Seniors' Driving Exam Essay

Submitted By official_exo
Words: 366
Pages: 2

Judicial Review is the power the judicial branch of the United States government holds to declare whether certain laws are constitutional or unconstitutional. Any law passed by Congress which contradicts what the Constitution says is invalid. Since, in general, the majority rules, it is possible for the legislative branch to make laws that unconstitutionally deprive minorities of rights guaranteed to them under the Constitution. The Supreme Court uses its power of judicial review to declare laws unconstitutional if they violate those rights. We say "Majority rules but the minority has rights."
See you in court!"

"You can't do that. I know my rights!"

"I'm going to take this all the way to the Supreme Court!"

These cliché sentences reflect a core American belief: citizens of the United States can seek redress through the judicial system.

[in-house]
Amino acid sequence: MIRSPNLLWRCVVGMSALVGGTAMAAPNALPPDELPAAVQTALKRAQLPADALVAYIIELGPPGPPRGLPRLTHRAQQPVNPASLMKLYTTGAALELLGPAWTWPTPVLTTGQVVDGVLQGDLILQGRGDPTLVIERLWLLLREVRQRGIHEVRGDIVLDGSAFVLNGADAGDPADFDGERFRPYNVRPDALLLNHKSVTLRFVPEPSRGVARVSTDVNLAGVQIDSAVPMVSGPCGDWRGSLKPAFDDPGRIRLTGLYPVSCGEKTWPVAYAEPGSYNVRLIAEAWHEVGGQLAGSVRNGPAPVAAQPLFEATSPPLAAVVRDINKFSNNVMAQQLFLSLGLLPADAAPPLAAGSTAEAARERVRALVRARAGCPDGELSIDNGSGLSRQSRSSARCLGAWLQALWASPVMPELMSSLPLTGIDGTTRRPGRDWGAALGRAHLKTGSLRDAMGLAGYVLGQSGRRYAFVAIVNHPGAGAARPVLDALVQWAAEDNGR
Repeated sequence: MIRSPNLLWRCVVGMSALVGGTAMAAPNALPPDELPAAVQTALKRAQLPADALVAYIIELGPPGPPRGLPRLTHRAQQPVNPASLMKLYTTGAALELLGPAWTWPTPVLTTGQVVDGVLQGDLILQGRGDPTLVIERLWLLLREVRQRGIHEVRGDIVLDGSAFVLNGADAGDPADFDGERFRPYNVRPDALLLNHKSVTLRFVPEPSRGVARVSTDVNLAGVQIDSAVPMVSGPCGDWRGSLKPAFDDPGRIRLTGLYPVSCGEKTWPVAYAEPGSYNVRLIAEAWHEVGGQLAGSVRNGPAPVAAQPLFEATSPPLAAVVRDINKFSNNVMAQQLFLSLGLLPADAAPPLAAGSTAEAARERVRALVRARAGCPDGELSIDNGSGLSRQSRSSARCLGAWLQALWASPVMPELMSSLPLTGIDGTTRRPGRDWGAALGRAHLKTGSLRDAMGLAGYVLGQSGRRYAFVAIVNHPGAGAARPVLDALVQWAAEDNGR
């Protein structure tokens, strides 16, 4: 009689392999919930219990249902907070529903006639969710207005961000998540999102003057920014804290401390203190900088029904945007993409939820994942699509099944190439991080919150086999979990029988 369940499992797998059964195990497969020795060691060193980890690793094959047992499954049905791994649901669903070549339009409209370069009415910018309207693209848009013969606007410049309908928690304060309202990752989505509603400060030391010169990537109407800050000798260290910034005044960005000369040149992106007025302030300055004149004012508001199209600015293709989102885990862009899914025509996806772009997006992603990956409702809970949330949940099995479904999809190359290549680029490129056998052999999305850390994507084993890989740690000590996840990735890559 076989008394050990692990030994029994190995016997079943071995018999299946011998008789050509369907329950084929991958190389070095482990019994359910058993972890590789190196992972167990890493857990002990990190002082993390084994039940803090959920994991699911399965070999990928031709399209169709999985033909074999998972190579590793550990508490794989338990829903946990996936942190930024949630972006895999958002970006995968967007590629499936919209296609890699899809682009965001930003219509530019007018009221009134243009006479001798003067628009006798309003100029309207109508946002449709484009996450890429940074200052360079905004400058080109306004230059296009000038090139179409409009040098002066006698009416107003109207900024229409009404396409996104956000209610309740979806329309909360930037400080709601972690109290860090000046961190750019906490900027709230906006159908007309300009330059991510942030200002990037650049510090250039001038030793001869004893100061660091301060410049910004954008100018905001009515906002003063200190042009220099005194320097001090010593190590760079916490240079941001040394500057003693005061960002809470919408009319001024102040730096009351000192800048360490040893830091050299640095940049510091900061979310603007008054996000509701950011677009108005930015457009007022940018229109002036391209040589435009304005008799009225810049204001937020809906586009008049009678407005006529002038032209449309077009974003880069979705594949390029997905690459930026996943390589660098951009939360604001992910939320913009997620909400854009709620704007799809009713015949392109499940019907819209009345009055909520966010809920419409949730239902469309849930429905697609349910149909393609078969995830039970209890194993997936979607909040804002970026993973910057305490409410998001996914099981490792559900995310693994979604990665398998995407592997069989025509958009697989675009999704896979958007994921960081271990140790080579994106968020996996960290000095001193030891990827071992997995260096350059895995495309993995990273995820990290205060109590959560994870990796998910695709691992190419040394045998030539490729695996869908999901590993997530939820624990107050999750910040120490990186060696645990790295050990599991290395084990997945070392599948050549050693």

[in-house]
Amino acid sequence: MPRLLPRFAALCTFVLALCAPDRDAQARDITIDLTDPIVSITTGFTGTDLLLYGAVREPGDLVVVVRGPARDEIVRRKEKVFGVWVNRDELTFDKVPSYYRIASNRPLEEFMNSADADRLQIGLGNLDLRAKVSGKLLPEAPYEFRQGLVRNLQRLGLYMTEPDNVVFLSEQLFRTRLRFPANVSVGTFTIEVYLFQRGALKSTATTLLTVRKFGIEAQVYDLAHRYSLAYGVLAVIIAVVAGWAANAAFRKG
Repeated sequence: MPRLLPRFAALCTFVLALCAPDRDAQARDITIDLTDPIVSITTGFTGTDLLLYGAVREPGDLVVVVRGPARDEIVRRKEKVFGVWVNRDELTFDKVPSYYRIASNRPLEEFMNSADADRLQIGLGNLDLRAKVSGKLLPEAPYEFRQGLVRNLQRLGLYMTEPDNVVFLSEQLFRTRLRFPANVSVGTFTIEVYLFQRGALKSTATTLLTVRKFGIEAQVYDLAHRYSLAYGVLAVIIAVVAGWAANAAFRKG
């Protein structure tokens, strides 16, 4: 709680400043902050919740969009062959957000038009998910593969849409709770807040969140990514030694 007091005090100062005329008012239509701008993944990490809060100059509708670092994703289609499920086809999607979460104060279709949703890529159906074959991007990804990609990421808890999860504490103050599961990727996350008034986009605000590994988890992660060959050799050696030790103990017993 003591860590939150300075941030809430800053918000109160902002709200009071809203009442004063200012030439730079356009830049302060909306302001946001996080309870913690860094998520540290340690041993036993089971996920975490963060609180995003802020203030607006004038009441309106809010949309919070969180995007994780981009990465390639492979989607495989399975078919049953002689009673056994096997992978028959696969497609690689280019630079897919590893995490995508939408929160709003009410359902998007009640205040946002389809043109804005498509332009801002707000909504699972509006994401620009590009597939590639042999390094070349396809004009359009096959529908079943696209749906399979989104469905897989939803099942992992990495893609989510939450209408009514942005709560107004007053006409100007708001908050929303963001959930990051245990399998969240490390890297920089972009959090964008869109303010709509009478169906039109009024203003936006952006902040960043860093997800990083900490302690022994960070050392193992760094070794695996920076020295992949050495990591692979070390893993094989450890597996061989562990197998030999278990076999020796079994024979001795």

But how do courts protect citizen rights?

How does a case even get to the Supreme Court? How are basic rights preserved? Where do citizens go when freedoms, rights, or equality is threatened? Does justice prevail?

Throughout history, the American people have gone to the courts, seeking justice. The court system, then, is a cornerstone of democracy in the United States.But in reality, does the American justice system uphold these ideals? There are plenty of stories about innocent people held in prison and even prisoners executed for crimes they did not commit. Judicial critics abound. Some protest that the wealthy or the…